How to connect and control RGB LEDs connected to Arduino: circuit

Now the Android client side is ready, therefore it is time to build the Arduino sketch so that it is possible to control LEDs connected to Arduino. This tutorial uses common anode RGB LED, that means the Vcc is connected to the anode. If you use a common cathode led the cathode must be connected to the ground. The Arduino sketch is shown below:


arduino led: control RGB led using android app The three led pins are connected to Arduino PWM using a 300-ohm resistance.

That’s all, the “hardware” part is ready to be used. If you want to test the Arduino LED to know if everything works correctly you can write a simple sketch to check if the Arduino RGB is working properly. In the diagram above, the ethernet shield is not shown to simplify the diagram. Of course, to connect Arduino to Internet is necessary to have an ethernet shield or a WI-FI shield. This tutorial uses the ethernet shield. You can extend this project controlling a LEDs strip.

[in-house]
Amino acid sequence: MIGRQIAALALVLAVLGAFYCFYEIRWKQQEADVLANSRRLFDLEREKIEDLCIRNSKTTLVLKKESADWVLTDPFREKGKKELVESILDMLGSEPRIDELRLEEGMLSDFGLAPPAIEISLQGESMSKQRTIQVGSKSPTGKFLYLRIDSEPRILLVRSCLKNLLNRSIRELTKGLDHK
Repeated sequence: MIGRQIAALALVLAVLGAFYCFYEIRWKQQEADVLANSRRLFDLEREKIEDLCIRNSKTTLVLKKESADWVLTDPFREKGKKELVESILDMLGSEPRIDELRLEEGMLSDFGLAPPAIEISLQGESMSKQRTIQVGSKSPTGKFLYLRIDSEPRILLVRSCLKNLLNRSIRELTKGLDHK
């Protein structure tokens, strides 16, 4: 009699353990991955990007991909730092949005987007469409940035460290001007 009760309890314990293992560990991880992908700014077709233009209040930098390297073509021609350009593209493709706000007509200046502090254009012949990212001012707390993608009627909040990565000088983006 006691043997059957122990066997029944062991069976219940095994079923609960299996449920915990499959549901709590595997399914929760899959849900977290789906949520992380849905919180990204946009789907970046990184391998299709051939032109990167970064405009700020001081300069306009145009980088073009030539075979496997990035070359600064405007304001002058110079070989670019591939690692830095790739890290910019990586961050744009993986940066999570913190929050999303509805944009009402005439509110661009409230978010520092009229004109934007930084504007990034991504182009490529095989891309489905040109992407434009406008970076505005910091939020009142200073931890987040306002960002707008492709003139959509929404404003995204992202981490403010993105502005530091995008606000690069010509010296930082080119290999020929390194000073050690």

Arduino HTTP Server

In addition to the “hardware” part, Arduino has to accept HTTP connection because the Android client sends data (the RGB values) using HTTP. Therefore, it is necessary to build a simple HTTP server that parses the incoming requests and extracts the values. In the setup method of the sketch, we initialize the Arduino PINs to control the RGB LED and the ethernet IP.

 void setup() {
  // put your setup code here, to run once:
  // Pin mode
  pinMode(redPin, OUTPUT);
  pinMode(bluePin, OUTPUT);
  pinMode(greenPin, OUTPUT);
  // Ethernet.begin(mac, ip);

Finally, it is time to accept incoming requests and parse them.

Accept HTTP request and Parse the JSON message using Arduino

To parse the HTTP request and extract data, we can use this piece of code: